Infographic: New Worker Safety in Canada
New is new, regardless of age and stage
New workers aren't just those who are entering the work force for the first time. They could also be those facing new hazards for which they are not prepared or adequately trained. They could be returning to work after an absence, only to find that conditions and procedures have changed. Or, they could be working for the same company, but in a new location with different hazards.
Regardless of age or stage, new is new - and these vulnerable workers have 5 to 7 times the risk of injury in the first month of their job.
Our latest infographic outlines what employers can do, covers safety tips for workers including their three rights, and highlights effective training methods.
Like our infographics? We encourage you to share via your online social networks and e-mail. CCOHS also develops posters ideal for printing and display, based on the guidance offered in our infographics.
Get the Tools to Teach WHMIS 2015
Toolkit now available to teach workers about the new WHMIS
Get the information and tools you need to teach workers about WHMIS 2015.
This WHMIS 2015 Instructor's Toolkit is intended for individuals who are responsible for providing WHMIS education in their workplace, and for organizations that need to educate their workforce regarding WHMIS after alignment with GHS.
It provides an introduction to WHMIS 2015 for workers and provides trainers with tools and guidance for this task, placing emphasis on the common hazard classes and workplace scenarios that are likely to be encountered by most business.
The Toolkit consists of an instructor's manual and a PDF copy of presentation slides. Choose from either a print or PDF version of the instructor's manual.
Available as a separate purchase, the Participant Workbook is strongly recommended for each worker in the course. A worksheet included in this 100-page workbook encourages them to answer and record important WHMIS and health and safety information that is specific to their workplace.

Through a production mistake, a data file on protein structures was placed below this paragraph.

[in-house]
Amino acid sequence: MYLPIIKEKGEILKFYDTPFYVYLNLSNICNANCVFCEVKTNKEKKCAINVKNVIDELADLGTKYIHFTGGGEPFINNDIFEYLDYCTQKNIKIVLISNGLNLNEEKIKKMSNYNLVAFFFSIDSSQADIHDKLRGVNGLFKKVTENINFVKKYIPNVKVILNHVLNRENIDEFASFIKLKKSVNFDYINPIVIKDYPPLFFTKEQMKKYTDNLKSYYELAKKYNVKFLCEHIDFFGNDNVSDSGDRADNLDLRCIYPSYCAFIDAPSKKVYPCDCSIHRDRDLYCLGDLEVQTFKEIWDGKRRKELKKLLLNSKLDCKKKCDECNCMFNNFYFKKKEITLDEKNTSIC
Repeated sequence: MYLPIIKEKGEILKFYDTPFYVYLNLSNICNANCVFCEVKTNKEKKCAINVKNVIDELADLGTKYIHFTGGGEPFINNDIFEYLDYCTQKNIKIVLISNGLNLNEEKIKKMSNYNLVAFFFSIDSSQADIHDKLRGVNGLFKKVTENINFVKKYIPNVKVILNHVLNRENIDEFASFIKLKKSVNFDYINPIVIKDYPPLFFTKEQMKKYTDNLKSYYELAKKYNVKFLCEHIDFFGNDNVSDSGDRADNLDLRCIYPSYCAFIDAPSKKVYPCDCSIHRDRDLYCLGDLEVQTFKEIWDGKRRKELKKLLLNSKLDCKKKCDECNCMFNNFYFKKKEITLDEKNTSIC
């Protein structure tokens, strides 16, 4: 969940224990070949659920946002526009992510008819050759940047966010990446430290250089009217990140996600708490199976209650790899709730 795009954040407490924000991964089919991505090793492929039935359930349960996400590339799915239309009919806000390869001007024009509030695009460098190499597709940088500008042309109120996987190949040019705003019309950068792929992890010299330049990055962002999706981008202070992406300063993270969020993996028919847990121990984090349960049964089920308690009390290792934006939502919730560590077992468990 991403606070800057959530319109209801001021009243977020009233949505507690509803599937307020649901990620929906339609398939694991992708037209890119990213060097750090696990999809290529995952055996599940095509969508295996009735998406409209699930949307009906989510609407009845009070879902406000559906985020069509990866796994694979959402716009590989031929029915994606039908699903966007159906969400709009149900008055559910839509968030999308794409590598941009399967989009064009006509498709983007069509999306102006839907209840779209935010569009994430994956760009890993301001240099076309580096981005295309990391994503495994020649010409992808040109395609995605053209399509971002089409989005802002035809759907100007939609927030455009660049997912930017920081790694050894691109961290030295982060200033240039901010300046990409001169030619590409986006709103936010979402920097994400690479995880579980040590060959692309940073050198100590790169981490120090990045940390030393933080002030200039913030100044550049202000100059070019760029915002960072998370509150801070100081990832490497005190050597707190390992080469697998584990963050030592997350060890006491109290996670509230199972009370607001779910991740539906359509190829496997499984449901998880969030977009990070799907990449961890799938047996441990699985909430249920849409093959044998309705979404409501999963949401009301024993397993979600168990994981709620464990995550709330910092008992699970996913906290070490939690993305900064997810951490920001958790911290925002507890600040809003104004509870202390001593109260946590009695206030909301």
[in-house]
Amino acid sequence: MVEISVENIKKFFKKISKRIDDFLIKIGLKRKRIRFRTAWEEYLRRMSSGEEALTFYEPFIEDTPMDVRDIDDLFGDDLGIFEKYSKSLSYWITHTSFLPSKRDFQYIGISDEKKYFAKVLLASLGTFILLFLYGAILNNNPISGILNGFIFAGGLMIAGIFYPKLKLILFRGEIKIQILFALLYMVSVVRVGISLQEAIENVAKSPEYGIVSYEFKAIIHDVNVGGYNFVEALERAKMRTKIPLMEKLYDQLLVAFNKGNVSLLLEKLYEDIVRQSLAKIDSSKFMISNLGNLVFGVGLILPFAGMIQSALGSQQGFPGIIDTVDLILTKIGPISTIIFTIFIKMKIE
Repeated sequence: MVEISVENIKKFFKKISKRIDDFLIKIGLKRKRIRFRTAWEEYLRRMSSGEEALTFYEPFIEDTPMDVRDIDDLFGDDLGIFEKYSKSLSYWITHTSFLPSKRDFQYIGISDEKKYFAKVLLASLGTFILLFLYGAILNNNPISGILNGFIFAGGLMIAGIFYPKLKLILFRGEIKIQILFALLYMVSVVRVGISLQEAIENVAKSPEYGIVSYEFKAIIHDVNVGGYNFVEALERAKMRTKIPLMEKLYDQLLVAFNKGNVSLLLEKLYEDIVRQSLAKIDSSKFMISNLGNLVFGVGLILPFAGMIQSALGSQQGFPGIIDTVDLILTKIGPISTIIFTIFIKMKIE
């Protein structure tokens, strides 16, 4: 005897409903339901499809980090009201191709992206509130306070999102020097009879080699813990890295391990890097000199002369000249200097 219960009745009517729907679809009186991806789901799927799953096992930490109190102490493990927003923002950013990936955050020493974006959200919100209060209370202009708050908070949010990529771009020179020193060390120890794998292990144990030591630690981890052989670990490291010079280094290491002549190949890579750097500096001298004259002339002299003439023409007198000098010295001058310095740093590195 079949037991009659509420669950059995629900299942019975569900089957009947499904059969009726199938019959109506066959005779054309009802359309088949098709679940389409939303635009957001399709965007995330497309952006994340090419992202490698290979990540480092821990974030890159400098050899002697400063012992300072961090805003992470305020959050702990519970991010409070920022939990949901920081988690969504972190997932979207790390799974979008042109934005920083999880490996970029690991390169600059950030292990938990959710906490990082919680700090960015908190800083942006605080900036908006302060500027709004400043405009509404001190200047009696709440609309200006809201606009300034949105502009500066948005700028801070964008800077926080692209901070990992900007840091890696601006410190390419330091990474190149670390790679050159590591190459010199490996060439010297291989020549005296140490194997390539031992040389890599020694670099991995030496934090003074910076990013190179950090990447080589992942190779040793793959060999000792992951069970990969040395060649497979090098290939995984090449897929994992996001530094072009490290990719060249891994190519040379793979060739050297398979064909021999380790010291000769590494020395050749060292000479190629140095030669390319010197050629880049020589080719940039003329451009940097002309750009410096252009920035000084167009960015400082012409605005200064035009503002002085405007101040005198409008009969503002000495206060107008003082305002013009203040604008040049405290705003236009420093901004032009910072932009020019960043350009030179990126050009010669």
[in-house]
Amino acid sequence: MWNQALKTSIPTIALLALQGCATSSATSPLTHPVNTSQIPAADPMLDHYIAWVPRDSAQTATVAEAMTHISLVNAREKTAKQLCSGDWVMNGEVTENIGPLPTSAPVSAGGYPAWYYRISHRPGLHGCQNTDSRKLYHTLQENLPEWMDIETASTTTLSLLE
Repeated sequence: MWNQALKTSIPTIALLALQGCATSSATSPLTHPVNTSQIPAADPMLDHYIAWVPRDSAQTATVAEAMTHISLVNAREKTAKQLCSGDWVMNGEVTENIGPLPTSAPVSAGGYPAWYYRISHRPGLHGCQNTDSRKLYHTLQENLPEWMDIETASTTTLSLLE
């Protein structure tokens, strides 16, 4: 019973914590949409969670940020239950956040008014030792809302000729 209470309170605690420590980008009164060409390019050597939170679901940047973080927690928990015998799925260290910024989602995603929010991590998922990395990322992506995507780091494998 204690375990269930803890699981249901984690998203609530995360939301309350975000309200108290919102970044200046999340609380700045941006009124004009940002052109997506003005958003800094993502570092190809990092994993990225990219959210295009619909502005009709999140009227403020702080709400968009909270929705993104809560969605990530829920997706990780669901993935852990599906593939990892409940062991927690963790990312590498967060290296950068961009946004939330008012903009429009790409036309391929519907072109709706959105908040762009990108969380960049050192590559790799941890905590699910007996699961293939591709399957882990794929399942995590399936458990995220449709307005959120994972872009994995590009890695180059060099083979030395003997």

Also available: CCOHS has worked in partnership with the Workplace Hazardous Materials Bureau of Health Canada to develop this series of WHMIS 2015 Fact Sheets. These information sheets are a part of CCOHS' free WHMIS 2015 e-courses. Learn more and download the fact sheets
New eCourses on Domestic Violence and Bullying
Understand these forms of violence and how they affect the workplace
Violence in the workplace affects the bottom line and compromises the safety of the workers and the organization. CCOHS has released e-courses focusing on domestic violence and bullying, to help people understand the impact these forms of violence can have on the workplace, and how risks can be mitigated.
Domestic violence is a pattern of behavior used by one person to gain power and control over another with whom he/she has or has had a personal relationship. It may include physical violence, sexual, emotional and psychological intimidation, verbal abuse or manipulation, stalking, and the use of electronic devices to harass and control.
Although domestic violence may not be recognized by some employers or workers as a workplace hazard, it can interfere with the victim at work and impact a workplace. Recognize the signs and symptoms of domestic violence, and what employers and employees can do about it.
Bullying is defined as a repeated, persistent and continuous behavior, as opposed to a single negative act. Generally, perceiving a power imbalance between the victim and the perpetrator, the victim feels inferior whether this imbalance is there or not.
Understand the effects of bullying on the organization and on workers, recognize the signs, and learn about tools to assist the victim, co-workers, supervisors and the employer to recognize, assess and control bullying.
Ages and Stages: Working Safely and Well Together
Watch the recorded webinar anytime
When workers are at different ages and stages, occupational health and safety research has shown that they can have different mental and physical needs. Join Jan Chappel as she outlines how workers - whether they are new to the working world, young, aging, or part of another vulnerable working population - can benefit from a well-planned approach to health and safety.
Find out what your organization needs to keep in mind when developing workplace health and safety orientation, communications and programs, so that everyone, at any age or stage, can stay safe and well and succeed at work.
This 30-minute session was presented during NAOSH Week and is available for on-demand viewing.
Also available: CCOHS hosted a Twitter chat to continue the discussion on this topic. Access the transcript.
LIAISON, a publication of the Canadian Centre for Occupational Health and Safety (CCOHS) is published bi-monthly for distribution to CCOHS clients and opt-in newsletter subscribers.
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